Weeks later, after my order was placed and my item arrived, I began the process of configuring my ASIC. It was fairly easy for me to configure, as I am an IT professional by trade. However, user experiences may vary.
I was required to provide a power supply for my ASIC, as it didn’t come with one, and I decided on a Thermaltake 750 watt power supply that I sourced from my local Fry’s Electronics. I also purchased some handy power supply manual switches from a seller on eBay because I didn’t like the idea of running a power supply 24/7 using a paperclip as a jumper.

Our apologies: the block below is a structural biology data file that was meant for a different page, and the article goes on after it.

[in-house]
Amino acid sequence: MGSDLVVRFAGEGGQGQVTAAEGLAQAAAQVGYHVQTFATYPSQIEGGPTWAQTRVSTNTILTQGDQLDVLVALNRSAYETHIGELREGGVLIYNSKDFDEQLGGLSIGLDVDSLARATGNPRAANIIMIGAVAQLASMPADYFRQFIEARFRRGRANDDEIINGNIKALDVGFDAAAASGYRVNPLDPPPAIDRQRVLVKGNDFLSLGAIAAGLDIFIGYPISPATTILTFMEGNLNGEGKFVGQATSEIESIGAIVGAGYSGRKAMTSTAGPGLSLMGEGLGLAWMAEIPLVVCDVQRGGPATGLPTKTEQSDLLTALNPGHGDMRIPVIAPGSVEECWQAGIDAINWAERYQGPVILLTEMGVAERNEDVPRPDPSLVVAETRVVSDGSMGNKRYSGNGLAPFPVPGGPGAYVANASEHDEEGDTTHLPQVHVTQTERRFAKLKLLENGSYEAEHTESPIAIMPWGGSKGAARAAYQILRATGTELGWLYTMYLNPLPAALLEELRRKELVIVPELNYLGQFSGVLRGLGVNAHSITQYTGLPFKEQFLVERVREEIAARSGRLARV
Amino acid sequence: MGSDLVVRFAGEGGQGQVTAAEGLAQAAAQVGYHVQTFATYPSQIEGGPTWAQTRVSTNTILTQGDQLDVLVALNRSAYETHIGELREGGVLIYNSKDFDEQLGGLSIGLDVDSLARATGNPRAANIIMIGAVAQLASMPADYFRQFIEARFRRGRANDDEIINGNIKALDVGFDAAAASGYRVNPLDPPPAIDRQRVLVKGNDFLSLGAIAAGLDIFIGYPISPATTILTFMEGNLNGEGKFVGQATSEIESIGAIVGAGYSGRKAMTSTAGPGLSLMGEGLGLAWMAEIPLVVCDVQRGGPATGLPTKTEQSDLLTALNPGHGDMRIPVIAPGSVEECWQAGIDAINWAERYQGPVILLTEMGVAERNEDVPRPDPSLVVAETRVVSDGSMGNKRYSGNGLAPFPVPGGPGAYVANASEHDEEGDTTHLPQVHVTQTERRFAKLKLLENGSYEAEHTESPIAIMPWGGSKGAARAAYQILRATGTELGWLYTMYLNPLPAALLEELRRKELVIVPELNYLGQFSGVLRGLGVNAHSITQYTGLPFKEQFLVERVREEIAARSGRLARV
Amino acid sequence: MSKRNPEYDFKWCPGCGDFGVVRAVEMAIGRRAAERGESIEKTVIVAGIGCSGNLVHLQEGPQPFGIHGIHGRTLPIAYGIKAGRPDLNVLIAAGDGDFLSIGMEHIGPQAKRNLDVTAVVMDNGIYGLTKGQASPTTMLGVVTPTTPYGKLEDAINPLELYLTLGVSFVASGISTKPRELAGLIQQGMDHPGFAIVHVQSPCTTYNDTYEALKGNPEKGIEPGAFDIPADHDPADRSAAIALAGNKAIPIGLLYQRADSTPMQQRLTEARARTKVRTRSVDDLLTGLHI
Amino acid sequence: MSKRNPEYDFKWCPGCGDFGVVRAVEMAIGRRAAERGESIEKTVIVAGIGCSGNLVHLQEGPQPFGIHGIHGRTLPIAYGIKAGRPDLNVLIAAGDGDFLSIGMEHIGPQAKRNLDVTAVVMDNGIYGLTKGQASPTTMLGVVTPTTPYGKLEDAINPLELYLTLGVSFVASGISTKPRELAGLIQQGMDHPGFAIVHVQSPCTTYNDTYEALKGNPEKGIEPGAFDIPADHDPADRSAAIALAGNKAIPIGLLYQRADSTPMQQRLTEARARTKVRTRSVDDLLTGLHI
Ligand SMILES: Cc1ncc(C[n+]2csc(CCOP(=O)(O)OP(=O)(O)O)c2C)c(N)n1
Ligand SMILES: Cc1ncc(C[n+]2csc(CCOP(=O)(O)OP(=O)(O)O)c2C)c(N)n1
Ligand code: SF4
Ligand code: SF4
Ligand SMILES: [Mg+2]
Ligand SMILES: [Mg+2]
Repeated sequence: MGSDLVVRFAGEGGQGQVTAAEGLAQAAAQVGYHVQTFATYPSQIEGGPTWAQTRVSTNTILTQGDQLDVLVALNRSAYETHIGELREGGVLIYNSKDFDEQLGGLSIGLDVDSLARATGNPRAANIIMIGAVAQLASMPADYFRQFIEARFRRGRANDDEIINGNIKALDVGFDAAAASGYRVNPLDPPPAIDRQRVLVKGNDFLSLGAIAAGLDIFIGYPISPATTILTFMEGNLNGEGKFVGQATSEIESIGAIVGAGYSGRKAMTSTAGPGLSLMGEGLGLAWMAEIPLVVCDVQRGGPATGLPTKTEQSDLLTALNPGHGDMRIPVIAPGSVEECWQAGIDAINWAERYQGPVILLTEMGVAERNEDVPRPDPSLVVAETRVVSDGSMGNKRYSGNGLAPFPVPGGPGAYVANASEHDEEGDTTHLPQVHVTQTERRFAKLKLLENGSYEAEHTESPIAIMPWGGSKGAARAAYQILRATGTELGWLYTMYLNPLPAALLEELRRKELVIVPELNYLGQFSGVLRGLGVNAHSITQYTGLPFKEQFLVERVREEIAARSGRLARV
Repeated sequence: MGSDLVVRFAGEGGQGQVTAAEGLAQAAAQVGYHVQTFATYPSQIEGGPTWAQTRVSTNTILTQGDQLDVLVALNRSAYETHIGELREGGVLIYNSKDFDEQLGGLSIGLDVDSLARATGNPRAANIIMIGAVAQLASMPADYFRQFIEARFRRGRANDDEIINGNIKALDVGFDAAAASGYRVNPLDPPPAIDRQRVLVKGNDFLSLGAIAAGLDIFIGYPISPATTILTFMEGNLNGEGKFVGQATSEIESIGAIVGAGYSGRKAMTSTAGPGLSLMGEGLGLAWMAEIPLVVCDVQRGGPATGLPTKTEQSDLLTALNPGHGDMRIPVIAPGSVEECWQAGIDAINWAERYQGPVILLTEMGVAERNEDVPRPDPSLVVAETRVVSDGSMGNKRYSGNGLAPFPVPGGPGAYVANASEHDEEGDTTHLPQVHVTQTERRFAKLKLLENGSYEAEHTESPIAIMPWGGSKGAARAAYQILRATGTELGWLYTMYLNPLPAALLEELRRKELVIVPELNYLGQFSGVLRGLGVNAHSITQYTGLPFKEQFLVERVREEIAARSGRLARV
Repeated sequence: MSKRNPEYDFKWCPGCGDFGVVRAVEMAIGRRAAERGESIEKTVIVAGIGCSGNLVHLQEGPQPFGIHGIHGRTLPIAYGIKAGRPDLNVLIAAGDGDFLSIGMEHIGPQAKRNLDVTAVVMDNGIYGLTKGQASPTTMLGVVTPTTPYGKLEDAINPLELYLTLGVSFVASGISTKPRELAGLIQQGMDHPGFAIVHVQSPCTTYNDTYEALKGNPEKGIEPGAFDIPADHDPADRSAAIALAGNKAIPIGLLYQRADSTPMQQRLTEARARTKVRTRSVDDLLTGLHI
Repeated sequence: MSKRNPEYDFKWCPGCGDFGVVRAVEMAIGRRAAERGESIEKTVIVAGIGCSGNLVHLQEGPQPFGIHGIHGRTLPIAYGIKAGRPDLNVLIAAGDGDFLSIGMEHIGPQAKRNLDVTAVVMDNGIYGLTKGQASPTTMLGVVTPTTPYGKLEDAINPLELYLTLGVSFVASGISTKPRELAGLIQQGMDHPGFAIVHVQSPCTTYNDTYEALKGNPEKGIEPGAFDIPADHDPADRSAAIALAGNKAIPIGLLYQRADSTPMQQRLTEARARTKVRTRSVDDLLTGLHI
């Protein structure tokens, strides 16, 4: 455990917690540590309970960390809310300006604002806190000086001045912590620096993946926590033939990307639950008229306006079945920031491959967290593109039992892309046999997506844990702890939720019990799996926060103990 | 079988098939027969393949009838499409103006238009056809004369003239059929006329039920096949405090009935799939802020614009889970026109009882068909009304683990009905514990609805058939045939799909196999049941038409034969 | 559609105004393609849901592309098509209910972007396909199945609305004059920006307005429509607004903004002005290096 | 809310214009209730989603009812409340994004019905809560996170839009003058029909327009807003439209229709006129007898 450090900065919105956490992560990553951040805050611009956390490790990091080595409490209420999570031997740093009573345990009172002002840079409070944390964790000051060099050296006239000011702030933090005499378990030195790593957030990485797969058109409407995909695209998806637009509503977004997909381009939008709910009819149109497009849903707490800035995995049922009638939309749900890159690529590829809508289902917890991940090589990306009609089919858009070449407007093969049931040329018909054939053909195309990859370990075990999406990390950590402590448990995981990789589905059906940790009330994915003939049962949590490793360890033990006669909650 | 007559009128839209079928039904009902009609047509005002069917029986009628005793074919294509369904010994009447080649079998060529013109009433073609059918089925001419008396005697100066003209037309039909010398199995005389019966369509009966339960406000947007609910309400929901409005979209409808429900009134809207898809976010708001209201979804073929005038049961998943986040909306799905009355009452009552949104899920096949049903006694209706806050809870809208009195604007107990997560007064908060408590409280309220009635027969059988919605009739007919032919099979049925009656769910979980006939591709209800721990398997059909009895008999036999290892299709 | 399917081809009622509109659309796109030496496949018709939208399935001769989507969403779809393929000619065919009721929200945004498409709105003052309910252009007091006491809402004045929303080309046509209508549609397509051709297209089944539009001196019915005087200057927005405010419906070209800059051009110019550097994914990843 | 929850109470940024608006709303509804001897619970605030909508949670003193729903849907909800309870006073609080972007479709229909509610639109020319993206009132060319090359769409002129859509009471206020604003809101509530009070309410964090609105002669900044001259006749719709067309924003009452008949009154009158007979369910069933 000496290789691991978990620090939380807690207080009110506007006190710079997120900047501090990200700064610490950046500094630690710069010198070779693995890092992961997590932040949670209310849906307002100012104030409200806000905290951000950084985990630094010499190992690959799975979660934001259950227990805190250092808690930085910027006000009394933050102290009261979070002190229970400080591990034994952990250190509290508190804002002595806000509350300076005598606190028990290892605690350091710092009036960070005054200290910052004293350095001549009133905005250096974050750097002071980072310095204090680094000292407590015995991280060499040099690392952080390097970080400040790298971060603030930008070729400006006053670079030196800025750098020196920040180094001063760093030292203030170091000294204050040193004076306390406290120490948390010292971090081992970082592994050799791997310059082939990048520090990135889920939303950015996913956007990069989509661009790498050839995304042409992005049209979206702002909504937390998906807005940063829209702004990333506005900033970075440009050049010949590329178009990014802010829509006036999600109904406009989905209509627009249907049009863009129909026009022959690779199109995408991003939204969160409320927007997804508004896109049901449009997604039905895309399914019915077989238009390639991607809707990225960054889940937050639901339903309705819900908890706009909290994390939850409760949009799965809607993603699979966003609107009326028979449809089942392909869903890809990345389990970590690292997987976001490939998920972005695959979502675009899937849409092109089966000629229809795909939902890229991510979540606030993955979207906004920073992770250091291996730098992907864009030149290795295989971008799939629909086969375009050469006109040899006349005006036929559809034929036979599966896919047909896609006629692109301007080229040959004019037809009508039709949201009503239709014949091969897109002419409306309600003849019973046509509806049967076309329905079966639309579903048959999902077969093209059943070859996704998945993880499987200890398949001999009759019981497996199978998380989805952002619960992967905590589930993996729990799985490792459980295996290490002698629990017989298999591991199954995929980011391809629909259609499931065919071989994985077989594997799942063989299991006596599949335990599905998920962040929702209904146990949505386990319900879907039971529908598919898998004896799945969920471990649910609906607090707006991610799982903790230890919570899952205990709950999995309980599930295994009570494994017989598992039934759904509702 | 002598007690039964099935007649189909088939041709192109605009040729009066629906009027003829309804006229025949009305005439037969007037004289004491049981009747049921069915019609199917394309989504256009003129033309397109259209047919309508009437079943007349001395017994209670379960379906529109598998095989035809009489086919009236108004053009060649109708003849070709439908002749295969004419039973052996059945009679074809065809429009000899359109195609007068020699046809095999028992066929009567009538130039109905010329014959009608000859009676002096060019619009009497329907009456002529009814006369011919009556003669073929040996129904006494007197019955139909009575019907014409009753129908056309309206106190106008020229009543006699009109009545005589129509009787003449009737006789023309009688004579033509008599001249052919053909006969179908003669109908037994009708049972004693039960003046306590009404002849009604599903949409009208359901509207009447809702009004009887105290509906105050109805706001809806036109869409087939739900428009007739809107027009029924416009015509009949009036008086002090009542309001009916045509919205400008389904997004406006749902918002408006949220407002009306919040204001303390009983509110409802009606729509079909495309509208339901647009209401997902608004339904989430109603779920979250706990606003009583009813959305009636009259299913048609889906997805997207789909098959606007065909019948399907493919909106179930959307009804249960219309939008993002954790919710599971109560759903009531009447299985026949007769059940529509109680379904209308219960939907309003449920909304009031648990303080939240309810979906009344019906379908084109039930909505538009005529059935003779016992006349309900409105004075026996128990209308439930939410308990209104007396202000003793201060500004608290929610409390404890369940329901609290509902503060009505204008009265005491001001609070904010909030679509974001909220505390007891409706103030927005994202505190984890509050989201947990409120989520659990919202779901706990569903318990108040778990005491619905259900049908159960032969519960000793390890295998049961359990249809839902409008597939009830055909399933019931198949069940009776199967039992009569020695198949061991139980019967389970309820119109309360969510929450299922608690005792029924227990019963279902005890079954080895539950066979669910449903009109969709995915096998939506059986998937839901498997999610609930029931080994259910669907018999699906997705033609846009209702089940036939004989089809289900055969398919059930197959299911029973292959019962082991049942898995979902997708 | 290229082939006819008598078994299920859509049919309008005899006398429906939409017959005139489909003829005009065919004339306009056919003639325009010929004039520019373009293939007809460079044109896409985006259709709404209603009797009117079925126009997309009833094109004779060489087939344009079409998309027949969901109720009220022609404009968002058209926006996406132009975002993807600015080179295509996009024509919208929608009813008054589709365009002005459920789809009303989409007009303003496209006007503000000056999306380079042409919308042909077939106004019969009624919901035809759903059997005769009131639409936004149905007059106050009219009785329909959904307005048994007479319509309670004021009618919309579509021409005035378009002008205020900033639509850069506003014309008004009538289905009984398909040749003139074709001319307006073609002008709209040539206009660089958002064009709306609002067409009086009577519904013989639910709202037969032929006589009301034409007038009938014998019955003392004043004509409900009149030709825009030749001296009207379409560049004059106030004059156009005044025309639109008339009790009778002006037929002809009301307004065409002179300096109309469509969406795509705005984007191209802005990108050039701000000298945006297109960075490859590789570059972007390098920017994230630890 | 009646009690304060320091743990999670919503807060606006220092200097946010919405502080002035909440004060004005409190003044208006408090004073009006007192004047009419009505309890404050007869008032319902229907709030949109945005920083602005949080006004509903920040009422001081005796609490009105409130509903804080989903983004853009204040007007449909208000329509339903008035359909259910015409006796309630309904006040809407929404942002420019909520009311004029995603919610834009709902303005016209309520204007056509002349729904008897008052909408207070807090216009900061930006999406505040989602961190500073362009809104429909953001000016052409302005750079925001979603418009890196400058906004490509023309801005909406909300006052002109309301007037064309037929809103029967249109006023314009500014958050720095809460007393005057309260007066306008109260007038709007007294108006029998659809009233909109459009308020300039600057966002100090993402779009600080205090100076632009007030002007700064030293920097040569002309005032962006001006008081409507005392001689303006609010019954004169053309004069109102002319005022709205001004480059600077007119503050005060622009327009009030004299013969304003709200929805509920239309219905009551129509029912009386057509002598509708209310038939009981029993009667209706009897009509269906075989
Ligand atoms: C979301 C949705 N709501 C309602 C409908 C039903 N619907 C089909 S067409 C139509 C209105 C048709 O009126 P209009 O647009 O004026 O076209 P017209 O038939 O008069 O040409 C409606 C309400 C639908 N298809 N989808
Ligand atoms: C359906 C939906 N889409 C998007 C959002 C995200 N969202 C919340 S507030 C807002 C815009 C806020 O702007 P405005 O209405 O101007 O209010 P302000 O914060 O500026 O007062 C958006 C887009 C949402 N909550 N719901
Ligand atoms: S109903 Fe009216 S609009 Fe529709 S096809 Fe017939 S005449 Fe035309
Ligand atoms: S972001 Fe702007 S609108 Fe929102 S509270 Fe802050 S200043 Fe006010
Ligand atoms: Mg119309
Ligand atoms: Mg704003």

Power Supply Switch
With ASIC and power supply in-hand, I set about the process of configuration. It was very straightforward – connect the power leads to the miner, connect the network cable, and power the device on. I then had to use an IP scanner to locate the device on my network, as resetting the device to factor defaults reverts the network configuration to DHCP.
I thought I was ready to continue, but a slew of challenges still awaited me.
To Be Continued
As I found out, configuring used mining equipment not such an easy prospect. My challenges were many. Too many, as it turned out, for a single episode. As such, we will pick back up next time. We will continue diving into the world of buying second-hand mining equipment. I will also share the trials and tribulations that come with the territory.
Look to this space for more adventures in Bitcoin!